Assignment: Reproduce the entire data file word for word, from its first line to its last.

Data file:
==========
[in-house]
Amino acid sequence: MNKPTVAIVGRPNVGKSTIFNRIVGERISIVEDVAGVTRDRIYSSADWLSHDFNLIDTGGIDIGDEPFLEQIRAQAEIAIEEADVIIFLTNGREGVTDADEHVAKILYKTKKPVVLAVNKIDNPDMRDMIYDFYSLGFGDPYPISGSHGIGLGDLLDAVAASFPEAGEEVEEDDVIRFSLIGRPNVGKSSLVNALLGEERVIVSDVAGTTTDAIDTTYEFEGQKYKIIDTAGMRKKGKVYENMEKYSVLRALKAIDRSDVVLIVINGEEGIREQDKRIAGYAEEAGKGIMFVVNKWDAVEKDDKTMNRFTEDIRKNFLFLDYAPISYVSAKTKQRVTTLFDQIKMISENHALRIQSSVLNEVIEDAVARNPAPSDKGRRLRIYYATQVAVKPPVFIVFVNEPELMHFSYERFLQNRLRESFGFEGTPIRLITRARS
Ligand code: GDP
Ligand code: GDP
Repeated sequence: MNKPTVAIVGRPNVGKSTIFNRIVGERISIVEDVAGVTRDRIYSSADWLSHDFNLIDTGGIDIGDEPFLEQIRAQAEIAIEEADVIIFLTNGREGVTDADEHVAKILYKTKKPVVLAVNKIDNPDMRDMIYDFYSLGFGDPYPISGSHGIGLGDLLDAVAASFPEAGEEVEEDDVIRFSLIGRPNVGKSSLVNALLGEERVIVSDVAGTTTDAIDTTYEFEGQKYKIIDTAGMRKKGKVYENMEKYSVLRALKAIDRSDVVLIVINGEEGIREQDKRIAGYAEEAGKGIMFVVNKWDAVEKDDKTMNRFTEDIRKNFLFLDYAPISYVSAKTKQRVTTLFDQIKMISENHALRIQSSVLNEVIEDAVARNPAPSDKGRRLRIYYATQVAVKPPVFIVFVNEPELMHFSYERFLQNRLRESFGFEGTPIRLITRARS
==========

[in-house]
Amino acid sequence: MNKPTVAIVGRPNVGKSTIFNRIVGERISIVEDVAGVTRDRIYSSADWLSHDFNLIDTGGIDIGDEPFLEQIRAQAEIAIEEADVIIFLTNGREGVTDADEHVAKILYKTKKPVVLAVNKIDNPDMRDMIYDFYSLGFGDPYPISGSHGIGLGDLLDAVAASFPEAGEEVEEDDVIRFSLIGRPNVGKSSLVNALLGEERVIVSDVAGTTTDAIDTTYEFEGQKYKIIDTAGMRKKGKVYENMEKYSVLRALKAIDRSDVVLIVINGEEGIREQDKRIAGYAEEAGKGIMFVVNKWDAVEKDDKTMNRFTEDIRKNFLFLDYAPISYVSAKTKQRVTTLFDQIKMISENHALRIQSSVLNEVIEDAVARNPAPSDKGRRLRIYYATQVAVKPPVFIVFVNEPELMHFSYERFLQNRLRESFGFEGTPIRLITRARS
Ligand code: GDP
Ligand code: GDP
Repeated sequence: MNKPTVAIVGRPNVGKSTIFNRIVGERISIVEDVAGVTRDRIYSSADWLSHDFNLIDTGGIDIGDEPFLEQIRAQAEIAIEEADVIIFLTNGREGVTDADEHVAKILYKTKKPVVLAVNKIDNPDMRDMIYDFYSLGFGDPYPISGSHGIGLGDLLDAVAASFPEAGEEVEEDDVIRFSLIGRPNVGKSSLVNALLGEERVIVSDVAGTTTDAIDTTYEFEGQKYKIIDTAGMRKKGKVYENMEKYSVLRALKAIDRSDVVLIVINGEEGIREQDKRIAGYAEEAGKGIMFVVNKWDAVEKDDKTMNRFTEDIRKNFLFLDYAPISYVSAKTKQRVTTLFDQIKMISENHALRIQSSVLNEVIEDAVARNPAPSDKGRRLRIYYATQVAVKPPVFIVFVNEPELMHFSYERFLQNRLRESFGFEGTPIRLITRARS